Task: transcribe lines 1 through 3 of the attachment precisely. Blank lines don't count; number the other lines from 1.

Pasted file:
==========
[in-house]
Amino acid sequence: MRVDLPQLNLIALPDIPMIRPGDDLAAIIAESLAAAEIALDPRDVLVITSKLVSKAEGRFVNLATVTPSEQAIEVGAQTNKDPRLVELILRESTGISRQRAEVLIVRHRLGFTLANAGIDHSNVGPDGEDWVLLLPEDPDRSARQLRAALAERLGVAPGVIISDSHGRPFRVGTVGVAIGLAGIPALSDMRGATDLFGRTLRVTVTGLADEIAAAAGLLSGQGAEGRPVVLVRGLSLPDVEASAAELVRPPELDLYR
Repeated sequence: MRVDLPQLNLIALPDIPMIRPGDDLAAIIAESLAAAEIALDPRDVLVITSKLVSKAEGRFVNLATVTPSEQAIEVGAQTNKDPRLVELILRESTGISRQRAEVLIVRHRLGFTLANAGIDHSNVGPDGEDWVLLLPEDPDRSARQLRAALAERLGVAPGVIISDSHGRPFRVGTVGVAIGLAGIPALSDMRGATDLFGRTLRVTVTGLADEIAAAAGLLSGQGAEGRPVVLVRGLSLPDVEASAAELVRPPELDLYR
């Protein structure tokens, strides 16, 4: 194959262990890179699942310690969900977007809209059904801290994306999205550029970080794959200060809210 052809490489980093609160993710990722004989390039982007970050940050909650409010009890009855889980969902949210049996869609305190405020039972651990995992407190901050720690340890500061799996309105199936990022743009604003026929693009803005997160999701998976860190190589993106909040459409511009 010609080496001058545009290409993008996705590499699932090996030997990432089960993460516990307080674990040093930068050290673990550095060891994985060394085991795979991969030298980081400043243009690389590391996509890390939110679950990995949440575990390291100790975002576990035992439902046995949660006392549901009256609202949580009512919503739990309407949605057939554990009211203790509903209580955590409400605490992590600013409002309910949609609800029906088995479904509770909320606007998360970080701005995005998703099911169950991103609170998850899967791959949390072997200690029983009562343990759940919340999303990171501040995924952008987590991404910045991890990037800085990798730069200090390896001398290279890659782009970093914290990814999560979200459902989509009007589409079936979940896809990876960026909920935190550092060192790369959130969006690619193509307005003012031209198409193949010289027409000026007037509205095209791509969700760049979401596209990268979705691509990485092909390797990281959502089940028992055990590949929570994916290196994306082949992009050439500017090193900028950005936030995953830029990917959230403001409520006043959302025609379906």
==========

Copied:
[in-house]
Amino acid sequence: MRVDLPQLNLIALPDIPMIRPGDDLAAIIAESLAAAEIALDPRDVLVITSKLVSKAEGRFVNLATVTPSEQAIEVGAQTNKDPRLVELILRESTGISRQRAEVLIVRHRLGFTLANAGIDHSNVGPDGEDWVLLLPEDPDRSARQLRAALAERLGVAPGVIISDSHGRPFRVGTVGVAIGLAGIPALSDMRGATDLFGRTLRVTVTGLADEIAAAAGLLSGQGAEGRPVVLVRGLSLPDVEASAAELVRPPELDLYR
Repeated sequence: MRVDLPQLNLIALPDIPMIRPGDDLAAIIAESLAAAEIALDPRDVLVITSKLVSKAEGRFVNLATVTPSEQAIEVGAQTNKDPRLVELILRESTGISRQRAEVLIVRHRLGFTLANAGIDHSNVGPDGEDWVLLLPEDPDRSARQLRAALAERLGVAPGVIISDSHGRPFRVGTVGVAIGLAGIPALSDMRGATDLFGRTLRVTVTGLADEIAAAAGLLSGQGAEGRPVVLVRGLSLPDVEASAAELVRPPELDLYR